I try to hold the image of him in this diner in the same place in my brain as the Italian immigrant who reminded me of the guy who won’t text me back anymore. I picture a much younger man, two decades younger, returning to Sicily and knifing a man in the stomach. A much younger man, sparring in a boxing ring, in slow motion, in black and white. That’s from Raging Bull. A much younger man with a mohawk points a bloody finger to his own head and laughs. That’s from Taxi Driver. When would I have liked him better?

Am I overthinking this?

Is it the way he smiles? The way his eyebrows go up like that? The gait of his shoulders? I’m just waiting for the next shot, when his face is shown to me again. Which parts are his acting, and which parts are him? I wonder if the guy who won’t text me back anymore will still look like Robert de Niro as he ages.

“I see all of human history,” I say. 


Back when the guy who doesn’t text me back anymore was still texting me, he sent me a very sweet goodnight message with an emoticon smiley face. 

“Goodnight :)” the message said.

I laughed at him, because it seemed out of character. I liked him better when he was someone who needed fixing. When he was someone who was rough with me and spiraling out of control. That was exciting and wild. I didn’t know what to do with this change of pace, this different character. 

“Fine, I won’t say goodnight anymore,” the guy said in response, ruffling his feathers.

From then on he said ‘good evening’ in the morning, ‘good morning’ at night. It made me laugh, and we made a game of it. It became something special. Merry Christmas, good teatime, Shabbat shalom, anything but what it really was. 

Unattainable things are often made more attractive in their unattainability. 

Then, of course, one day he stopped saying anything at all.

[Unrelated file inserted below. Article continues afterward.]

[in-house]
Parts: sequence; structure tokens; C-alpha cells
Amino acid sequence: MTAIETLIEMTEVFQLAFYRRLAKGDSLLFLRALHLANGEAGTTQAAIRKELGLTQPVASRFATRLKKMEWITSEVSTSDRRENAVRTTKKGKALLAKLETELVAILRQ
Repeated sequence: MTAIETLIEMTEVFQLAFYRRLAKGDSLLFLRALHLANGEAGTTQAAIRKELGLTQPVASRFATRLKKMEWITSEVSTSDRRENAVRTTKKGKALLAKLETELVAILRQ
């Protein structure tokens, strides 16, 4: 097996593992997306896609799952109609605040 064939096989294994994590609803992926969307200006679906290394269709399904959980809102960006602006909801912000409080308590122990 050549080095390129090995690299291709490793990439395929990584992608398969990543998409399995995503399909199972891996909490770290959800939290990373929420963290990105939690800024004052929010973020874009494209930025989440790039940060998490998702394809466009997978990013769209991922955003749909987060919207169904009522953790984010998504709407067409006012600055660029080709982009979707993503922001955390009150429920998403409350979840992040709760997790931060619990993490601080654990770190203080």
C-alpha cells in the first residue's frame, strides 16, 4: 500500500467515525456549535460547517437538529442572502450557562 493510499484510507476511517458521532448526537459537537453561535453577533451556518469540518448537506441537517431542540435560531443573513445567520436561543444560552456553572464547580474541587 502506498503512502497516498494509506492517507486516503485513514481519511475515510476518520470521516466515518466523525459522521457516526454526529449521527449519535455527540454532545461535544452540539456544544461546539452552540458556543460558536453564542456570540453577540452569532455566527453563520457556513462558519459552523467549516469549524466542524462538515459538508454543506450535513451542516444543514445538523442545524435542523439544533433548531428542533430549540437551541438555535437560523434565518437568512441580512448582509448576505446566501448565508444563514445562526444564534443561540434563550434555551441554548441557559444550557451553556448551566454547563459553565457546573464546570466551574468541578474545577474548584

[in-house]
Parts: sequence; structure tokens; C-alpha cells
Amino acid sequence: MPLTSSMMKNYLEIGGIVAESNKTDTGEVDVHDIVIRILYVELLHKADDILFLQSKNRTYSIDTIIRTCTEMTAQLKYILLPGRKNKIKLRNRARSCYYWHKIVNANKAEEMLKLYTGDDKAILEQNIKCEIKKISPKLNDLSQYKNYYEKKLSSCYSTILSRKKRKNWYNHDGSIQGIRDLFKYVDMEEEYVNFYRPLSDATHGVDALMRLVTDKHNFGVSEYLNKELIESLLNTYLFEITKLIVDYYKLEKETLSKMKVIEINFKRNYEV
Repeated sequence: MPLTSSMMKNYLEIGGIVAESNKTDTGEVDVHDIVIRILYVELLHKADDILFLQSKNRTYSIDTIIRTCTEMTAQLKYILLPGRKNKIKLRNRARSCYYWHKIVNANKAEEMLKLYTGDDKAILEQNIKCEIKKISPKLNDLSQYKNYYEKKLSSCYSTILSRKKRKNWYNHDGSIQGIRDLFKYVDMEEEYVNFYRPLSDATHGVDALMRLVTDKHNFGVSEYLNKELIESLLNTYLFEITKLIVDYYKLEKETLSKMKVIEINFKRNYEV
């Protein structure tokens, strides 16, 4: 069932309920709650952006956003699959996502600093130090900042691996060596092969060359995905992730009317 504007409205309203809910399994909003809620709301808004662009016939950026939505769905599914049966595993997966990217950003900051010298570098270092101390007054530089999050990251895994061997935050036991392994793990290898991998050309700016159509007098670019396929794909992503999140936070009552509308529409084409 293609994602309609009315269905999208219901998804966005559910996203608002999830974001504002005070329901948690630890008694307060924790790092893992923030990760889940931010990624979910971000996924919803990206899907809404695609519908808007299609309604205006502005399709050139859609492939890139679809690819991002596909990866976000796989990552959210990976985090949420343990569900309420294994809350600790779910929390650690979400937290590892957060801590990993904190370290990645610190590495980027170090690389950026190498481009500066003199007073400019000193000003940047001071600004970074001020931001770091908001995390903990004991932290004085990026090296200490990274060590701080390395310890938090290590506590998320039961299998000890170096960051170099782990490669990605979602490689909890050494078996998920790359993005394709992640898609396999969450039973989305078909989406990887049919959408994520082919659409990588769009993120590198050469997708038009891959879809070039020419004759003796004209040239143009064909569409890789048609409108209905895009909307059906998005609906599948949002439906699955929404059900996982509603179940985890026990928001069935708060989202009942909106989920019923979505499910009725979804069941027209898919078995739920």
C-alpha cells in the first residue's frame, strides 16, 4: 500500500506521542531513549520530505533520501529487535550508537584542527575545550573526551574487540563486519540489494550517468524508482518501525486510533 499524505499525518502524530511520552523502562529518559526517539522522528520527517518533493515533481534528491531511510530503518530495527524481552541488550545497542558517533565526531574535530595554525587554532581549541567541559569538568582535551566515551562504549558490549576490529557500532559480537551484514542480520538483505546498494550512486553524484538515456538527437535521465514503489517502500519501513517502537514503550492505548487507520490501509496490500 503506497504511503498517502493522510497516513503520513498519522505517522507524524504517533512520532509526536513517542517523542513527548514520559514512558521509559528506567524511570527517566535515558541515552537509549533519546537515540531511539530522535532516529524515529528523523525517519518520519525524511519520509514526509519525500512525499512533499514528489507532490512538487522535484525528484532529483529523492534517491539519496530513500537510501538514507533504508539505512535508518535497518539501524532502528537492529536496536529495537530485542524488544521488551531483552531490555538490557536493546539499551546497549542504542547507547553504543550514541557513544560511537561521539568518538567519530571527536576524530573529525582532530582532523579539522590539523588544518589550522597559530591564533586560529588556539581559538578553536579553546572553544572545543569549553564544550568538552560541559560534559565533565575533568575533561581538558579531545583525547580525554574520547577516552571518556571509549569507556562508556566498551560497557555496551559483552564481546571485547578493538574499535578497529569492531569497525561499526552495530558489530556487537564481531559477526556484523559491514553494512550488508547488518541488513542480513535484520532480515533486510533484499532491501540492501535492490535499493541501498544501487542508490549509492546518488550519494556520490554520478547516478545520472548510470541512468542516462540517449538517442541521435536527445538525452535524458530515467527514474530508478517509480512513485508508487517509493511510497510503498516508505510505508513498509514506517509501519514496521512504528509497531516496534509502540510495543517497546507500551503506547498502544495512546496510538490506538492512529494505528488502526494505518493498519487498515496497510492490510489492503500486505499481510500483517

Conversation with my mother: 

“Mom, what do you think about Robert de Niro?” 

“In terms of his acting, or how he was your father’s boss?” 

“Wait, what?” 

Robert de Niro was one of the rich people from the city who bought an old stone house that my dad restored. When my mom says this, so flippantly, I am shocked. Why didn’t anyone tell me? Then I realize that they did, it had just been before I understood what that really meant. Before I’d seen The Godfather, back when he was just one of the many brilliant old names that I vaguely recognized. In something like The Irishman (2019) which I’d watched but didn’t pay attention to. 

But now I understand. And I know where he lives, or at least, where one of his houses is. I see a version of myself, playing a part that he usually plays, obsessive or deranged or off-kilter. This alter ego of mine, this character, she goes to his house with the same wild look she learned from staring into his youthful eyes. She follows his footsteps and touches his things, but when they come face to face she is disappointed. It is not even a ghost that she is confronted witha ghost would remain a thirty-two year old. Which parts of him are him, and which are the character? 

“He said to call him Bobby.”


I rewatch Taxi Driver and then listen to interviews Bobby has given about Taxi Driver, and then I watch Taxi Driver again. He gives nothing personal away in his interviews; he is collected and polite and perhaps even stoic. Monosyllabic. So different from the tornadic energy he brings to his roles. The interviewer asks him what he’d be if he’d never become an actor and his response is, “I think that’s a bit too personal.” In Taxi Driver, he drives a taxi, and he is unhinged. Not a mob boss or boxer or wayward youth blowing up mailboxes. He’d become a real taxi driver for a few months before shooting the movie to prepare for the role. How did he prepare to attempt an assassination? 

How is it that these people can shapeshift so well? Turn into other people just for a story I watch for two hours? Dialogue and hair and makeup and wardrobe and pretending, I guess, Movie Magic. And I believe it. I eat it up.


Conversation with my best friend: 

“I know you’re really affected by this guy, but honestly I don’t have anything new to add anymore. I’m sorry. You’re either going to have to get over him or not, but at this point it’s just your decision.” 


Bobby has a moleor beauty markon his cheek. I can’t be sure of which side of his face it’s on. Cameras are known to flip the image. But backwards or forwards he laughs on my tv screen, and his face is that mole and two dimples and raised eyebrows that make his eyes disappear. Always that mole, in all his films, no matter the year. 

Phoebe Phelps is a writer and teacher based in Brooklyn, NY. She was a finalist for the Adrift Short Story Prize and the phoebe spring contest and has work forthcoming in Driftwood Press. You can find her at De Niro Con at Tribeca this summer.

Artwork: “Solar Sail” by Marsha Solomon

Acrylic on Watercolor Paper